As he tucked in, my ebi nigiri and vegetable gyoza arrived. The two pieces of ebi nigiri – prawns on a rectangle of compact rice – didn’t really look like much and had it not had a little dollop of wasabi underneath the prawn, really wouldn’t have excited my tastebuds. The vegetable gyoza, on the other hand – now that was something to write home about. Deep fried, the homemade Japanese-style dumplings were delicious. A marriage of various vegetables, the gyoza was chewy and crunchy all at the same time. With every bite I enjoyed it more and more, and the soy dipping sauce just finished it off perfectly.
Still feeling a little peckish, and with my boyfriend still tucking into his meal – while also enjoying a bite or two of my dishes – I decided to order one final dish. It needed to be something that would end my dining experience on the ultimate high and I knew exactly what would do just that.
Calling our server over, I ordered the sushi family. Chosen by the chef, it features eight pieces of sushi and four pieces of California roll.
It didn’t take long for it to arrive and when it did, it looked the part. Presented on a larger plate, there was an array of sushi, a spoonful of wasabi, thin freshly cut slices of ginger and four reasonably sized pieces of California roll served up. The sushi consisted of four types, the ebi (prawn), Japanese omelette, sea bass and salmon.
The Japanese omelette was by far my favourite which surprised me as I didn’t think I’d enjoy it as much as I did. The omelette was perfectly cooked and had a soft bubbly texture to it. The prawn was good but the sea bass and salmon really stood out on the fish front. Thick slices of fish sat on top of the pockets of rice and did the job in filling a hole.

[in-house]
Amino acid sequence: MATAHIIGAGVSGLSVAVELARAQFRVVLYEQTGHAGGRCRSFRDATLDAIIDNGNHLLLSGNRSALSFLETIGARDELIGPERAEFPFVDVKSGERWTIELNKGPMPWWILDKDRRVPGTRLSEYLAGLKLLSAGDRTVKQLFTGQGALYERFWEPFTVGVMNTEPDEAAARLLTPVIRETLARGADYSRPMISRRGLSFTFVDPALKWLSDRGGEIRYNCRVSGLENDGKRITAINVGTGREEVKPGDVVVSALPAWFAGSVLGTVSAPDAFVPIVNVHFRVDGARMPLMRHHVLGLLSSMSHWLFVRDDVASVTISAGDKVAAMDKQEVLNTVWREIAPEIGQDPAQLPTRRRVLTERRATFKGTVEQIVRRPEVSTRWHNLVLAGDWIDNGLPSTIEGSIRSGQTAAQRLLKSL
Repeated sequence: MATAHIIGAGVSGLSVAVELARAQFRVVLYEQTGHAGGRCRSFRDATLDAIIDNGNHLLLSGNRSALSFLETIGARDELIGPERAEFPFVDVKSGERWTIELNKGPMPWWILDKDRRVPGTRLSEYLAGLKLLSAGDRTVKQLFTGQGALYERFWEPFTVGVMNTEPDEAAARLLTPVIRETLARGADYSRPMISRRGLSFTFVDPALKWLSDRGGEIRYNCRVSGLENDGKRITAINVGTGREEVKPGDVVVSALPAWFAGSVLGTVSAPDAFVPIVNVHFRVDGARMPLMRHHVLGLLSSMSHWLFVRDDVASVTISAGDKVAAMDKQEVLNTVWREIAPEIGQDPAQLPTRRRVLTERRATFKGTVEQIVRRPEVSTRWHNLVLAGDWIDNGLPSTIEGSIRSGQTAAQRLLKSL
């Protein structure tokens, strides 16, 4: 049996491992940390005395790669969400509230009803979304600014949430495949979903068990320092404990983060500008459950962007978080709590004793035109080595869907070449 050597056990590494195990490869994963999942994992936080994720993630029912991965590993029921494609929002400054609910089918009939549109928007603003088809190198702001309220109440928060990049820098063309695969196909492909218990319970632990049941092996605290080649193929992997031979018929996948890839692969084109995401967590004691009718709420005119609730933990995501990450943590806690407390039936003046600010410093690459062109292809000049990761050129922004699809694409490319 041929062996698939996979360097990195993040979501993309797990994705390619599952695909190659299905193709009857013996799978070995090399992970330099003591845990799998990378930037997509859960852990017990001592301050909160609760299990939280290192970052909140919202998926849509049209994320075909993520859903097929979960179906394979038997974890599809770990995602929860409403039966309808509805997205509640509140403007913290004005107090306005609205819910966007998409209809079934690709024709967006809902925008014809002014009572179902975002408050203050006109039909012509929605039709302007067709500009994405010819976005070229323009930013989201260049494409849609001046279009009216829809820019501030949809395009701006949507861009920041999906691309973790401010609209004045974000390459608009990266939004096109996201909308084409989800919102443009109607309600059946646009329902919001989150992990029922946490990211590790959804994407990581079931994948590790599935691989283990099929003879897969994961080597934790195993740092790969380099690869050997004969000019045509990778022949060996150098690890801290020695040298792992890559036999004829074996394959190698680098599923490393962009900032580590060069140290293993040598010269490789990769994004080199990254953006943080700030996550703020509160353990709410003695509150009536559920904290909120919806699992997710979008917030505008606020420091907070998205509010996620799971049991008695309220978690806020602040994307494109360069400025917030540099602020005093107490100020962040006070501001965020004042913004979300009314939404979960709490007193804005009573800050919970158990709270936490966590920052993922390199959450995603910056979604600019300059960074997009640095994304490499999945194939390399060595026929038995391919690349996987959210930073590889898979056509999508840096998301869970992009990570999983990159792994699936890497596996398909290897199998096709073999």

The California rolls were one of my favourites of the night. Packed with cucumber, seafood stick, avocado and flying fish roe with mayonnaise, it was creamy, and packed a whole lot of flavour. The crab was beautiful and the avocado and mayonnaise was soft and brought a thick creamy texture to the dish. It was an explosion of flavour and I refused to share a bite – it was that enjoyable.
The sushi family was served with a small bowl of miso soup on the side which, again, was very good. Made with stock and softened miso paste, the fragrant soup was a good way to break up and finish off the meal. I decided to just bring the bowl up to my mouth rather than battle with a spoon, and for this reason I think I enjoyed the broth a whole lot more – after all, if you’re going to eat in a Japanese restaurant, you should try to get as authentic an experience as possible. Especially when the server has encouraged you to do so.
Giving up our table for the night so another couple could enjoy dinner, we asked for the bill.
Yorokobi means “joyous bliss” in Japanese and that in itself is a great way to describe my experience at Yorokobi by CJ.
It’s clear chef and owner Jang has brought a real taste of authentic Japanese food to the city and, with a warm, welcoming team, does so incredibly effortlessly.
From its varied lunch menu to its incredible dinner options, there’s plenty to try out. Whether you’re more like me and like to try a little bit of everything, or prefer to enjoy one bigger main dish, the options are endless at the small, cosy restaurant.
A must-try if you’re looking for a dining experience that is packed full of exotic flavours from plate to plate.
Address: 51 Huntly Street, Aberdeen, AB10 1TH